Settler John Henderson from Powassan Ontario.
Stamped 'Dominion Land Office June 8 1904 Yorkton, Assa'. Yorkton was in the Provisional District of Assiniboia, North West Territories, which in 1905 became Saskatchewan.
Parcel of land being paid for located:
NE Quarter of Section 20, Township 36 Range 17 West of 2 Meridian.
Signed by Peakes, Local Agent.
Printed note that all minerals under the land belong to His Majesty.
Folded horizontally and vertically. Couple of tears at bottom and right side of main fold. Some browning along folds.
In 1871, the Canadian government entered into Treaties to obtain the consent of the indigenous nations from the territories set out respectively in each Treaty. The Treaties provided for the taking up of lands "for immigration and settlement". The Dominion Lands Act was an 1872 Canadian law that aimed to encourage the settlement of the Canadian Prairies, and to help prevent the area being claimed by the United States. In order to settle the area, Canada invited mass emigration by European and American pioneers, as well as settlers from eastern Canada. It echoed the American homestead system by offering ownership of 160 acres of land free (except for a small registration fee) to any man over 18 or any woman heading a household. They did not need to be British subjects, but had to live on the plot and improve it.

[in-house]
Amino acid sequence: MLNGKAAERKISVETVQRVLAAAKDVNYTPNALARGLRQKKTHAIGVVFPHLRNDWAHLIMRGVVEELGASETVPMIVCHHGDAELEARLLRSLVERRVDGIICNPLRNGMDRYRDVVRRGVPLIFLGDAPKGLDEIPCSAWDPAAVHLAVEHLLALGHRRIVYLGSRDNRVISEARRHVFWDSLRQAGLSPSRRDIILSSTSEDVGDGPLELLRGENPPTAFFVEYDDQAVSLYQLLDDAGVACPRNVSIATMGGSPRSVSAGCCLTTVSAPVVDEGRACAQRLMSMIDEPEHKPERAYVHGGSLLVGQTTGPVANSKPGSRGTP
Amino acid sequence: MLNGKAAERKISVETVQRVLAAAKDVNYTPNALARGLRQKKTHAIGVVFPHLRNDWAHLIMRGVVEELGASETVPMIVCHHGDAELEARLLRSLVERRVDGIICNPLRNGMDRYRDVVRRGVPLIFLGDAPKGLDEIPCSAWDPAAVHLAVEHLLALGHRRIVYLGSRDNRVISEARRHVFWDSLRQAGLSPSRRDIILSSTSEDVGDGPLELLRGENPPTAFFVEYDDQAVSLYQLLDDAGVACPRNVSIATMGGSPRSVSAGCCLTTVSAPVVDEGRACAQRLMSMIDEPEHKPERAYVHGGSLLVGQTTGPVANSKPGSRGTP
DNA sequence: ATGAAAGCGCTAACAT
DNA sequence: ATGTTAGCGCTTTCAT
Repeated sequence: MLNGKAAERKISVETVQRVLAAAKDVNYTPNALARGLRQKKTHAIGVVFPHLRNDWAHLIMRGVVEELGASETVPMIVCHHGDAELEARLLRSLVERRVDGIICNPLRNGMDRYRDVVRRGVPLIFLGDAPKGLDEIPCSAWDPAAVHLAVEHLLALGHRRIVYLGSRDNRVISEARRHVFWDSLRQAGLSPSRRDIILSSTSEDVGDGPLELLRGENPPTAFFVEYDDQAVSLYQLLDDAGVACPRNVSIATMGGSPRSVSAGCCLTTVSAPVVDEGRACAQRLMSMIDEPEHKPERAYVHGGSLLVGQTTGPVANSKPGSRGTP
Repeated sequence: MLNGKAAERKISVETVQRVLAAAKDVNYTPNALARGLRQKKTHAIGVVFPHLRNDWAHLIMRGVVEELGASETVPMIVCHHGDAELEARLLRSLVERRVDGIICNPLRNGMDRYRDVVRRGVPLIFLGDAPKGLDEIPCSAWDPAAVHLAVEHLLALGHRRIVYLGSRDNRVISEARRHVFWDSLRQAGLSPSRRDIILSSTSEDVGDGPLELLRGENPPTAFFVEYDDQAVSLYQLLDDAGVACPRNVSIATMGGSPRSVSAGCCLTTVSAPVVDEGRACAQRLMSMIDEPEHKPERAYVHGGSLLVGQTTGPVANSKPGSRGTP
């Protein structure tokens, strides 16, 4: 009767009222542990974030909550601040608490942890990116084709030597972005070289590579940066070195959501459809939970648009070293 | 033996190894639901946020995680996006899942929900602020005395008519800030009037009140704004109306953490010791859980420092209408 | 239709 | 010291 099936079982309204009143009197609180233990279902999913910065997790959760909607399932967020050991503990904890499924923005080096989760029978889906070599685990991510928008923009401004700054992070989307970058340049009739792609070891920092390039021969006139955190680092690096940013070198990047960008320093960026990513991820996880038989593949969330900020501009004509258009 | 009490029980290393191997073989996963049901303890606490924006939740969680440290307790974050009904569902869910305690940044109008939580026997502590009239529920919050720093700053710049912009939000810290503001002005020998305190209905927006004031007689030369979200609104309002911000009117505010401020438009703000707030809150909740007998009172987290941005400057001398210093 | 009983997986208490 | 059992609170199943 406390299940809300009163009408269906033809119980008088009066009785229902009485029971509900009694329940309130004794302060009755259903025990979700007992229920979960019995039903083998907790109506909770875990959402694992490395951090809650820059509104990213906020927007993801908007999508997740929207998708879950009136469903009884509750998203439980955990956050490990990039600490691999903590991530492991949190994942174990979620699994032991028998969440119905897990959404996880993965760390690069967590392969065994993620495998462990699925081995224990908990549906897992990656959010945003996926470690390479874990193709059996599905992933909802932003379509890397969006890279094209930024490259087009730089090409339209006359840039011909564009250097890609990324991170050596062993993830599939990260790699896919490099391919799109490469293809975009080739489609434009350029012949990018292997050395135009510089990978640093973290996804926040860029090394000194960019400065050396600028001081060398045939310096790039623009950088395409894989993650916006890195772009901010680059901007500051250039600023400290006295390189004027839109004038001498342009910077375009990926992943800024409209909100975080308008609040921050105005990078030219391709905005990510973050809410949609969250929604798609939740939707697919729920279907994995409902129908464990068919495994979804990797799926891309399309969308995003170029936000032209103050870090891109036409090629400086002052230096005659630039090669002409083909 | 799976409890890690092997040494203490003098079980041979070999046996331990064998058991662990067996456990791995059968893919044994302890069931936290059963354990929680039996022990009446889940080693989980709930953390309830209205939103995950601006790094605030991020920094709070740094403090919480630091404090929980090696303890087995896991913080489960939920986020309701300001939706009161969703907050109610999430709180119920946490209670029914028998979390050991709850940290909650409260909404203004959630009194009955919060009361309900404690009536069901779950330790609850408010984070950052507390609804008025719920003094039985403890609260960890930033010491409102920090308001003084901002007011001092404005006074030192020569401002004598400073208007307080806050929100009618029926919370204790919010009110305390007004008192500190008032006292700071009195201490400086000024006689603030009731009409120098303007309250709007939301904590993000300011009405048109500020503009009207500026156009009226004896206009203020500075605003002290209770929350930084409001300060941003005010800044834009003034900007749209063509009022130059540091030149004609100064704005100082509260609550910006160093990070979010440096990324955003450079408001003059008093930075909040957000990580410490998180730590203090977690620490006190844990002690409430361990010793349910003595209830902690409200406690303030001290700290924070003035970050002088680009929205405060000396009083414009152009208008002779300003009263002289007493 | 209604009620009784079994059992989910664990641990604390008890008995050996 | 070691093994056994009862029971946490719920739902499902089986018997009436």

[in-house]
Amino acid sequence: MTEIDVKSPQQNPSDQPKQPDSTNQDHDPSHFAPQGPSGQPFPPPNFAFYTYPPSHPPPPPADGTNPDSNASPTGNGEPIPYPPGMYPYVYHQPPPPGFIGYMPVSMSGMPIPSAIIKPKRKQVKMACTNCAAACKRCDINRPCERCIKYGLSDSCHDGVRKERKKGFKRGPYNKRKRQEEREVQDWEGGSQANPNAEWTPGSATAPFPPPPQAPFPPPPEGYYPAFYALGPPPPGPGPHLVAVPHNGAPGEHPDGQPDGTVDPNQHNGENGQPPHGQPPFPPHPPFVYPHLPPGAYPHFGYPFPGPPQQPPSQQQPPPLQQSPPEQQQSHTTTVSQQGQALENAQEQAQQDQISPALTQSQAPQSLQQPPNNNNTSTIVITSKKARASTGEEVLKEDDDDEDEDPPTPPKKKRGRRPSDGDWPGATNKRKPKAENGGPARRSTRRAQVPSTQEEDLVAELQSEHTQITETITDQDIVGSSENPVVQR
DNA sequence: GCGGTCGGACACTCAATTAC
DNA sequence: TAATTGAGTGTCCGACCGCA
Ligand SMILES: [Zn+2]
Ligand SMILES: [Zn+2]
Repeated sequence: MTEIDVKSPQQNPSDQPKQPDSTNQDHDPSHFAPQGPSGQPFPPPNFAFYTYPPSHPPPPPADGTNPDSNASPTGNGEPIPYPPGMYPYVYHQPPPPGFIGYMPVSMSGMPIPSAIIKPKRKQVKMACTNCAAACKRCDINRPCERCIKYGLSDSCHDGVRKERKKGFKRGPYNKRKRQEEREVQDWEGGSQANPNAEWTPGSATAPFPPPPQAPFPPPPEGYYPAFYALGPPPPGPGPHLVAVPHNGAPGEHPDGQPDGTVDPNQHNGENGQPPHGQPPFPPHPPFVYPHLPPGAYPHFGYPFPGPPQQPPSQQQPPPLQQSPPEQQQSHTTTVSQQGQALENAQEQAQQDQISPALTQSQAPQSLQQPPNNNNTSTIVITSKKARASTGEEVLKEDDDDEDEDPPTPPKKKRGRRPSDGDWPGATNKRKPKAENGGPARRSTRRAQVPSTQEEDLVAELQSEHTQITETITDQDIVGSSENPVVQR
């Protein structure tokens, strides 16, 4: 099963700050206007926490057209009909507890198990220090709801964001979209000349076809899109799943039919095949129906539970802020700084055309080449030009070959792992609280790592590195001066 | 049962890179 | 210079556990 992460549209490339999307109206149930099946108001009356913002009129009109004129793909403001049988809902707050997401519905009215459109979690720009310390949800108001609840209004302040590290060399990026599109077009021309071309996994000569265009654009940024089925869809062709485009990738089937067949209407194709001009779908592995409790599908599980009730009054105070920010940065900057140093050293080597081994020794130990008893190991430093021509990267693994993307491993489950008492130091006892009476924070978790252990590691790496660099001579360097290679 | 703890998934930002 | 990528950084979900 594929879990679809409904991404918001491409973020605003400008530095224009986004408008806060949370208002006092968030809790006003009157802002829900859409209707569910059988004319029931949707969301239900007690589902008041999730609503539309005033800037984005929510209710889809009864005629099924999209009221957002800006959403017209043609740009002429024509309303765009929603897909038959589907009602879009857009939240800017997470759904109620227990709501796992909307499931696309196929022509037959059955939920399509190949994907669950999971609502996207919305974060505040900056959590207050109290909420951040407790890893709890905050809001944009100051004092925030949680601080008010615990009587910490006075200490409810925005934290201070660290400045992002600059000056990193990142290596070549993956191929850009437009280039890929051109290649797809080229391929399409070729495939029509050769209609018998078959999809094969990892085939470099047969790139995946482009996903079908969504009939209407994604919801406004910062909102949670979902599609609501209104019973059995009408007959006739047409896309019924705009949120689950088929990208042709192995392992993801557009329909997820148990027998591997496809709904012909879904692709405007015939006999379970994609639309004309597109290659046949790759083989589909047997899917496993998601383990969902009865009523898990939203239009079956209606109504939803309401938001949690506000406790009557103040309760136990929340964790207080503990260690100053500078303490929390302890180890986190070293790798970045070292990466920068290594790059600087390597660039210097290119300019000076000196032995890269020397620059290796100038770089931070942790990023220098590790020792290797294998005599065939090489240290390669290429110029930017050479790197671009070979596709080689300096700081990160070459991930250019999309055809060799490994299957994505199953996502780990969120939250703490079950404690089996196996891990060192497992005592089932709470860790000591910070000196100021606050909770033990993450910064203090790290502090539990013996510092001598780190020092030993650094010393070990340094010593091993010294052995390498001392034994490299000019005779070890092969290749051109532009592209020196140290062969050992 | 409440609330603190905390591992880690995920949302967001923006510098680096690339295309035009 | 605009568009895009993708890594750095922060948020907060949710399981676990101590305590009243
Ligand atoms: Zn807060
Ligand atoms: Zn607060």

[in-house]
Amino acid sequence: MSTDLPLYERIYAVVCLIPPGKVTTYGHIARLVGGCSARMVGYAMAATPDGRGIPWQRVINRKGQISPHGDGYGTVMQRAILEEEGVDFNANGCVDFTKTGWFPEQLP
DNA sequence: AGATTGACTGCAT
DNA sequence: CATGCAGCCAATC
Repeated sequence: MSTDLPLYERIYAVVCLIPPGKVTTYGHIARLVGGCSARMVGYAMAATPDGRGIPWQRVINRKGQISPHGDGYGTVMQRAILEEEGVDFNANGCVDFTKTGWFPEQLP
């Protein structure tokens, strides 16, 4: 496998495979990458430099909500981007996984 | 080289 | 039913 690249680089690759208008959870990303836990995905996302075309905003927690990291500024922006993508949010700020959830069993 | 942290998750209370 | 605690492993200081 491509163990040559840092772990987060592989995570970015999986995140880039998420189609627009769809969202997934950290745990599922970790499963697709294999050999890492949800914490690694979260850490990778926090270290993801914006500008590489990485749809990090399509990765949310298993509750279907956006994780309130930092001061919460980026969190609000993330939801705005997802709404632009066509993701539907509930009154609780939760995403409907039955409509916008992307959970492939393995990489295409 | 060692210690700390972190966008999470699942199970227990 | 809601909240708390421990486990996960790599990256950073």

Unlike in eastern Canada, the federal government had assumed control over public lands and natural resources in most of western Canada. The Act originally applied to the province of Manitoba and to the Northwest Territories. Upon the creation of the provinces of Saskatchewan and Alberta from the Northwest Territories, the Act continued to apply to them.
The act gave a claimant (160 acres, or 65 hectares) for free, the only cost to the farmer being a $10 administration fee. Any male farmer who was at least 21 years of age and agreed to cultivate at least 40 acres (16 ha) of the land and build a permanent dwelling on it (within three years) qualified. This condition of "proving up the homestead" was instituted to prevent speculators from gaining control of the land.
Large-scale immigration to the prairies did not get underway until 1896. Overall, about 478,000 square kilometres (118,000,000 acres) of land were given away by the government under the Dominion Lands Act.
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